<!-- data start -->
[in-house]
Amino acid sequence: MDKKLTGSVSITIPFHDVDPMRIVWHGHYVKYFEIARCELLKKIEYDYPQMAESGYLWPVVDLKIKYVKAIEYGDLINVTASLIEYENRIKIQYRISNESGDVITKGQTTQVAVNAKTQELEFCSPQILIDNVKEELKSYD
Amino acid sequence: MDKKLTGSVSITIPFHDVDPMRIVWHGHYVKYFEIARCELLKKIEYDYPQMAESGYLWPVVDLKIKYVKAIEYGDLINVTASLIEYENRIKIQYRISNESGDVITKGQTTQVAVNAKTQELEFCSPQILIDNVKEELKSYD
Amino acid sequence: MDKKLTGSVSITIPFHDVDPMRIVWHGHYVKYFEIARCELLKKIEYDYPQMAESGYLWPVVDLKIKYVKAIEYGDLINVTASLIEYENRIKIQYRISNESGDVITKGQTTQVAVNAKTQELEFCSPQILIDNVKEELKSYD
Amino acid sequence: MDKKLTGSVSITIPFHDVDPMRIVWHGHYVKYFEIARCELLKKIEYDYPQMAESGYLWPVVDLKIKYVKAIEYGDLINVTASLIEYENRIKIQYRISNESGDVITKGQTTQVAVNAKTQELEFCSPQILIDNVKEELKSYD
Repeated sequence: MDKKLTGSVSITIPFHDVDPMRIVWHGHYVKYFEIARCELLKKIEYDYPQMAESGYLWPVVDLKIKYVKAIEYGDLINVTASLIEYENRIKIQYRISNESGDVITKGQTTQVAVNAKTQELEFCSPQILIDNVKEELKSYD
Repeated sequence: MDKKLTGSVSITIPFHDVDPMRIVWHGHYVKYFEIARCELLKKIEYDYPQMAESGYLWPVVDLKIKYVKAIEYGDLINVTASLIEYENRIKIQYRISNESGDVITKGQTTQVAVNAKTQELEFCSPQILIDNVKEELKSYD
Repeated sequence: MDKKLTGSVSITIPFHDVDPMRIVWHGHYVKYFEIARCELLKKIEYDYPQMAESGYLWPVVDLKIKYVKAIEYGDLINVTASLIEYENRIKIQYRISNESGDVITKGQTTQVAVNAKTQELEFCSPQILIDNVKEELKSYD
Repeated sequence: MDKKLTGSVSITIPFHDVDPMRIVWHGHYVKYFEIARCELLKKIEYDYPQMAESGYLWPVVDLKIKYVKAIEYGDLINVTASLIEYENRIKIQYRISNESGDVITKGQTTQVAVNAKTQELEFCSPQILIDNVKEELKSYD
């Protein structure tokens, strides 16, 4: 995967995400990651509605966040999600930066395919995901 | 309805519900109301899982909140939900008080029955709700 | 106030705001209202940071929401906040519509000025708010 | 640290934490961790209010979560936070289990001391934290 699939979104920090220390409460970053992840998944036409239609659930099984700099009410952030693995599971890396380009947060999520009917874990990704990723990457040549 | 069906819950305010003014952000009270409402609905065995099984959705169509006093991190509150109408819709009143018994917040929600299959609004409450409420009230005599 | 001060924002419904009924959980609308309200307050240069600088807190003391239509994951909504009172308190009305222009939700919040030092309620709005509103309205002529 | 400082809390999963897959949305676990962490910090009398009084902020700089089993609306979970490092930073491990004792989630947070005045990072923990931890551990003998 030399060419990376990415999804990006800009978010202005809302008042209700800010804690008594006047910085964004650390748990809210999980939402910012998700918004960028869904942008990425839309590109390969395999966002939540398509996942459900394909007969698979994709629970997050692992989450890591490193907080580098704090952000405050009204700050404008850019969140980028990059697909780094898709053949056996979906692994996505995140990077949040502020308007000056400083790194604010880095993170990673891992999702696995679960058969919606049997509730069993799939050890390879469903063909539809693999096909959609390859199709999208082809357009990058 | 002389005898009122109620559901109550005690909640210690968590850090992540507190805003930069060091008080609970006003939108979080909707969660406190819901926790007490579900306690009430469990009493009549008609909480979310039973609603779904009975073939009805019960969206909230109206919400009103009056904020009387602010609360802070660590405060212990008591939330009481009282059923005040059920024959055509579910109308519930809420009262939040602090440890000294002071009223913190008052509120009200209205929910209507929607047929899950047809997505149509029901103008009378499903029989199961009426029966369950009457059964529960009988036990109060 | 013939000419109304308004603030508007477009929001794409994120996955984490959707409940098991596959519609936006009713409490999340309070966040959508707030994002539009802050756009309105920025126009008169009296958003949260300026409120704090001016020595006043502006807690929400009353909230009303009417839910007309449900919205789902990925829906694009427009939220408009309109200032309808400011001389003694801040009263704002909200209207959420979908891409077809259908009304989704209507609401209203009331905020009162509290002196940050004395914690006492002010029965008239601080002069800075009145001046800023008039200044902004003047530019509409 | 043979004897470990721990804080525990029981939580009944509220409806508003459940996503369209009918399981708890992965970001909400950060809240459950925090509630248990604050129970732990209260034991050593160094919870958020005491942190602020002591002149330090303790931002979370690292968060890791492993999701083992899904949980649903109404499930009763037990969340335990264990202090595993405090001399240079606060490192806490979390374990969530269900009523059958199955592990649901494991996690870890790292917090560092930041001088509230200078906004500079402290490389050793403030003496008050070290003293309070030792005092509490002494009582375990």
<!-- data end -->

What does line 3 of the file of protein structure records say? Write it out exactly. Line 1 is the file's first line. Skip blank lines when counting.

Amino acid sequence: MDKKLTGSVSITIPFHDVDPMRIVWHGHYVKYFEIARCELLKKIEYDYPQMAESGYLWPVVDLKIKYVKAIEYGDLINVTASLIEYENRIKIQYRISNESGDVITKGQTTQVAVNAKTQELEFCSPQILIDNVKEELKSYD